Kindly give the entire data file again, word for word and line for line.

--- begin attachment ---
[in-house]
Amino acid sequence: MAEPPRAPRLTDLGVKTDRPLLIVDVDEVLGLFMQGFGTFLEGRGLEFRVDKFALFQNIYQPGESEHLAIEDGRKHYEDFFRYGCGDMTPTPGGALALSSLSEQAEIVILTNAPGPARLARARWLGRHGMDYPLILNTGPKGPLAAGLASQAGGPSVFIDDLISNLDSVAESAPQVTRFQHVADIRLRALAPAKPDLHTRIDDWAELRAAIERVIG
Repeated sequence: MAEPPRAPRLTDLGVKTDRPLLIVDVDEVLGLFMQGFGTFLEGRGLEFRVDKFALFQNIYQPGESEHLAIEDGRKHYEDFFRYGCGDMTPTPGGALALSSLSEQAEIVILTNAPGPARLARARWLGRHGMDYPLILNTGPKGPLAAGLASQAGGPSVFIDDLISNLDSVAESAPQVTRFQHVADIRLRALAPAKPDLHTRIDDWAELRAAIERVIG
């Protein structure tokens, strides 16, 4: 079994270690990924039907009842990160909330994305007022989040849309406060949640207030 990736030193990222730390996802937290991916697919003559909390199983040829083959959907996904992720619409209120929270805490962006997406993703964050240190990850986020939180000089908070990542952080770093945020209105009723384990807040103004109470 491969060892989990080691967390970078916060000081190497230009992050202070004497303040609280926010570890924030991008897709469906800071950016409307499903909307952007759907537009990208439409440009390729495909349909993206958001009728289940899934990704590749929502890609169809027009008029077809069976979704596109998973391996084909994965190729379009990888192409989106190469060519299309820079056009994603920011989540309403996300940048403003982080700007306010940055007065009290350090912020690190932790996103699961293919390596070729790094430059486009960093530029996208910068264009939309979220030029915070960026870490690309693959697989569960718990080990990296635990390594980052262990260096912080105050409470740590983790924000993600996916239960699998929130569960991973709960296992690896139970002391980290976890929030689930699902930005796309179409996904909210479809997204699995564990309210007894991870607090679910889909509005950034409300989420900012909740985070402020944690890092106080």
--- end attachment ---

[in-house]
Amino acid sequence: MAEPPRAPRLTDLGVKTDRPLLIVDVDEVLGLFMQGFGTFLEGRGLEFRVDKFALFQNIYQPGESEHLAIEDGRKHYEDFFRYGCGDMTPTPGGALALSSLSEQAEIVILTNAPGPARLARARWLGRHGMDYPLILNTGPKGPLAAGLASQAGGPSVFIDDLISNLDSVAESAPQVTRFQHVADIRLRALAPAKPDLHTRIDDWAELRAAIERVIG
Repeated sequence: MAEPPRAPRLTDLGVKTDRPLLIVDVDEVLGLFMQGFGTFLEGRGLEFRVDKFALFQNIYQPGESEHLAIEDGRKHYEDFFRYGCGDMTPTPGGALALSSLSEQAEIVILTNAPGPARLARARWLGRHGMDYPLILNTGPKGPLAAGLASQAGGPSVFIDDLISNLDSVAESAPQVTRFQHVADIRLRALAPAKPDLHTRIDDWAELRAAIERVIG
């Protein structure tokens, strides 16, 4: 079994270690990924039907009842990160909330994305007022989040849309406060949640207030 990736030193990222730390996802937290991916697919003559909390199983040829083959959907996904992720619409209120929270805490962006997406993703964050240190990850986020939180000089908070990542952080770093945020209105009723384990807040103004109470 491969060892989990080691967390970078916060000081190497230009992050202070004497303040609280926010570890924030991008897709469906800071950016409307499903909307952007759907537009990208439409440009390729495909349909993206958001009728289940899934990704590749929502890609169809027009008029077809069976979704596109998973391996084909994965190729379009990888192409989106190469060519299309820079056009994603920011989540309403996300940048403003982080700007306010940055007065009290350090912020690190932790996103699961293919390596070729790094430059486009960093530029996208910068264009939309979220030029915070960026870490690309693959697989569960718990080990990296635990390594980052262990260096912080105050409470740590983790924000993600996916239960699998929130569960991973709960296992690896139970002391980290976890929030689930699902930005796309179409996904909210479809997204699995564990309210007894991870607090679910889909509005950034409300989420900012909740985070402020944690890092106080």